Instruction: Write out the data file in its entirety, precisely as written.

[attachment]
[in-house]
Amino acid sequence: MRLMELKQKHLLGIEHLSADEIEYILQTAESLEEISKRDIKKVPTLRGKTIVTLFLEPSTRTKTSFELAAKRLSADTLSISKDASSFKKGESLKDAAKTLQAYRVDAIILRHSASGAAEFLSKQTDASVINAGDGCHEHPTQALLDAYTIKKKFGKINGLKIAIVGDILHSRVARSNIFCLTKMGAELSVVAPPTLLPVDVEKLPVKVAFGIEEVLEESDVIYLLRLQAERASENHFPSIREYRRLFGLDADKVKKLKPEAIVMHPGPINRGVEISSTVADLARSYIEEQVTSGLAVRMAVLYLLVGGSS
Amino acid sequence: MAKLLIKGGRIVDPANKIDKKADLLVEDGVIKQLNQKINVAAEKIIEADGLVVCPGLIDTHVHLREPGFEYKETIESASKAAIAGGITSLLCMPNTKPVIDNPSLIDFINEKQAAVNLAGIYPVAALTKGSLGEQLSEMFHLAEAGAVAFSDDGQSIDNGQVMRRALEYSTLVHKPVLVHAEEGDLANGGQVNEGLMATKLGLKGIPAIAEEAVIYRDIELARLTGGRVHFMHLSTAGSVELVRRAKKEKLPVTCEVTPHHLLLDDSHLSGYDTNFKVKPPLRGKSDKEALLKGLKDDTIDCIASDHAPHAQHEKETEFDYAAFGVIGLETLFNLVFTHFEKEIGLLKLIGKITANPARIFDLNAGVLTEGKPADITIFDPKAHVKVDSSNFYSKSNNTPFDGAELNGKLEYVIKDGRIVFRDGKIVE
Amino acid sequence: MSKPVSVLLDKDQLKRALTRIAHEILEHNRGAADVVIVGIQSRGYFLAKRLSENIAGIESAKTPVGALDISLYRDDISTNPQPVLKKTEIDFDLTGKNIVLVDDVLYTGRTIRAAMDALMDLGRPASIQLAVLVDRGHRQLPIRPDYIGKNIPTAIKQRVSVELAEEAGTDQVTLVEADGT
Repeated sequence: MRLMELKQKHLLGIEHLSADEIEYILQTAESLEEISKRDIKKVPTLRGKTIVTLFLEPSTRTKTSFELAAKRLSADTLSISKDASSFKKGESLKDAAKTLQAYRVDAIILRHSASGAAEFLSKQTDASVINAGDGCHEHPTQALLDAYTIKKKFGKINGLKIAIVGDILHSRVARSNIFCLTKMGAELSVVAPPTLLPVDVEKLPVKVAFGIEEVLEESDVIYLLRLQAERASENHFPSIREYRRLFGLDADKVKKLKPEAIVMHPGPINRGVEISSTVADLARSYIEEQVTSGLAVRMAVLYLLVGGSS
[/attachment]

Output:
[in-house]
Amino acid sequence: MRLMELKQKHLLGIEHLSADEIEYILQTAESLEEISKRDIKKVPTLRGKTIVTLFLEPSTRTKTSFELAAKRLSADTLSISKDASSFKKGESLKDAAKTLQAYRVDAIILRHSASGAAEFLSKQTDASVINAGDGCHEHPTQALLDAYTIKKKFGKINGLKIAIVGDILHSRVARSNIFCLTKMGAELSVVAPPTLLPVDVEKLPVKVAFGIEEVLEESDVIYLLRLQAERASENHFPSIREYRRLFGLDADKVKKLKPEAIVMHPGPINRGVEISSTVADLARSYIEEQVTSGLAVRMAVLYLLVGGSS
Amino acid sequence: MAKLLIKGGRIVDPANKIDKKADLLVEDGVIKQLNQKINVAAEKIIEADGLVVCPGLIDTHVHLREPGFEYKETIESASKAAIAGGITSLLCMPNTKPVIDNPSLIDFINEKQAAVNLAGIYPVAALTKGSLGEQLSEMFHLAEAGAVAFSDDGQSIDNGQVMRRALEYSTLVHKPVLVHAEEGDLANGGQVNEGLMATKLGLKGIPAIAEEAVIYRDIELARLTGGRVHFMHLSTAGSVELVRRAKKEKLPVTCEVTPHHLLLDDSHLSGYDTNFKVKPPLRGKSDKEALLKGLKDDTIDCIASDHAPHAQHEKETEFDYAAFGVIGLETLFNLVFTHFEKEIGLLKLIGKITANPARIFDLNAGVLTEGKPADITIFDPKAHVKVDSSNFYSKSNNTPFDGAELNGKLEYVIKDGRIVFRDGKIVE
Amino acid sequence: MSKPVSVLLDKDQLKRALTRIAHEILEHNRGAADVVIVGIQSRGYFLAKRLSENIAGIESAKTPVGALDISLYRDDISTNPQPVLKKTEIDFDLTGKNIVLVDDVLYTGRTIRAAMDALMDLGRPASIQLAVLVDRGHRQLPIRPDYIGKNIPTAIKQRVSVELAEEAGTDQVTLVEADGT
Repeated sequence: MRLMELKQKHLLGIEHLSADEIEYILQTAESLEEISKRDIKKVPTLRGKTIVTLFLEPSTRTKTSFELAAKRLSADTLSISKDASSFKKGESLKDAAKTLQAYRVDAIILRHSASGAAEFLSKQTDASVINAGDGCHEHPTQALLDAYTIKKKFGKINGLKIAIVGDILHSRVARSNIFCLTKMGAELSVVAPPTLLPVDVEKLPVKVAFGIEEVLEESDVIYLLRLQAERASENHFPSIREYRRLFGLDADKVKKLKPEAIVMHPGPINRGVEISSTVADLARSYIEEQVTSGLAVRMAVLYLLVGGSS